Moreover, the Community Development Block Grant (CDBG) and HOME Investment Partnership (HOME) programs were completely eliminated in Trump’s Budget Blueprint. New York City’s neighborhoods would be hit hard by the loss of CDBG funding for homeless services, senior center upgrades, daycare services, building code enforcement and emergency building repairs among other uses. In Upstate NY, CDBG is a critical program used to leverage investment in economically disadvantaged communities. HOME funding supports new construction of housing for very low-income renters including supportive housing for the formerly homeless and senior housing. It also provides direct rental assistance for homeless families.

Trump’s proposed HUD budget cuts would not only harm New York’s vulnerable and working families, but it will negatively impact New York’s economy. A HR&A 2017 report funded by NYSAFAH[i] calculated that affordable housing development and preservation activities in New York generate $11 billion in annual economic activity during construction. It also creates 66,000 annual jobs.  It also would effectively halt the production of affordable apartments in NY which have been created at a pace of 26,000 units over five years and would further limit the amount of available affordable units for low income households for years to come.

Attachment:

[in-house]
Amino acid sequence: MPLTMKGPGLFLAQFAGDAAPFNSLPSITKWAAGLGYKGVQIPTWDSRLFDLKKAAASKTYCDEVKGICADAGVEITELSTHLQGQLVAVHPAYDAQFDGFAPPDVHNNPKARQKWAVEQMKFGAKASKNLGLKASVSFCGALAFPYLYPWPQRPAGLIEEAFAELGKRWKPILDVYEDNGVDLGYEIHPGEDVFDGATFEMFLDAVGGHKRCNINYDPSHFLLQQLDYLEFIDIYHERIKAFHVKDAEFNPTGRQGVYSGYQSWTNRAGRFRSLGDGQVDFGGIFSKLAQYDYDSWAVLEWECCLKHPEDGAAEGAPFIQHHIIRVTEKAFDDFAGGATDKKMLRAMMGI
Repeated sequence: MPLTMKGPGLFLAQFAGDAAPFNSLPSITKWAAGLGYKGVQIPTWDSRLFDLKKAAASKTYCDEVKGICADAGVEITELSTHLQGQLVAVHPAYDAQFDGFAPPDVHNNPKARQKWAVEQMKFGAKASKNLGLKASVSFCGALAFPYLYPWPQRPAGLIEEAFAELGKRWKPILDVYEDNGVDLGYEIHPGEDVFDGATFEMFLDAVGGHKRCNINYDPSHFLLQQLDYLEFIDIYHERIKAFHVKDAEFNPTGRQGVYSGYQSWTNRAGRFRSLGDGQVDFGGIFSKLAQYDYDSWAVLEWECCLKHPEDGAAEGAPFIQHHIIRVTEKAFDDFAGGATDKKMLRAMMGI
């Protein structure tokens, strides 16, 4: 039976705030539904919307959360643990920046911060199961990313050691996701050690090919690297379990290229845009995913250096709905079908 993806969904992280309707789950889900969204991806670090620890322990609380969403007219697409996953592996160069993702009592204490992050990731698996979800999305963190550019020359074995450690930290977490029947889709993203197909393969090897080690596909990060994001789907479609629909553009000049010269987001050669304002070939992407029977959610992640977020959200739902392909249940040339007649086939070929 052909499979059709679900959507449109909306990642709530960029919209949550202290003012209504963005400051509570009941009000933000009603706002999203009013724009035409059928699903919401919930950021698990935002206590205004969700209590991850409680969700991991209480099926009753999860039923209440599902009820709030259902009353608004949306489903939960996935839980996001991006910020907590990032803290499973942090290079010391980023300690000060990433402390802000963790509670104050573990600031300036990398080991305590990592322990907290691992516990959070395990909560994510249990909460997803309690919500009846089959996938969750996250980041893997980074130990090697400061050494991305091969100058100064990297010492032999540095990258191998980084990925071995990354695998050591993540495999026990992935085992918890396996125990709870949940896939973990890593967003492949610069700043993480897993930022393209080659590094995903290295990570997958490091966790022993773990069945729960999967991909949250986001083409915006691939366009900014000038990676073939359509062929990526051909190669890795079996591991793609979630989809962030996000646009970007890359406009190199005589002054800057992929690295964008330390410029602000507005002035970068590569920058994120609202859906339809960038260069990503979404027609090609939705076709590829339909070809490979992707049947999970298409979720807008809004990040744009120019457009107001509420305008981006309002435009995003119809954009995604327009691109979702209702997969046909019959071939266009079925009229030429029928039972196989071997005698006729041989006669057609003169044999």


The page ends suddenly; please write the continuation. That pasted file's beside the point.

Congresswoman Nydia Velazquez, Congresswoman Carolyn Maloney and several local Council Members spoke at the rally denouncing the unconscionable cuts while highlighting the disastrous impacts they would have on NY and its residents. Senator Schumer showed his support by hosting a #NoCuts press conference on Tuesday, April 18th. He is also a member of the #NoCuts Coalition.

Velazquez Denouncing HUD Cuts

Congresswoman Nydia Velazquez Denouncing the HUD Cuts

If enacted, the President’s budget would contribute to a rise in homelessness, accelerate the decline of public housing infrastructure and curb production of affordable housing across the country. Join NYHC and NLIHC to protect federal housing funds!


[i]HR&A Advisors, Inc. (2017). Economic Impacts of Affordable Housing on New York State’s Economy. New York, NY: HR&A Advisors, Inc. Retrieved from http://www.nysafah.org/cmsBuilder/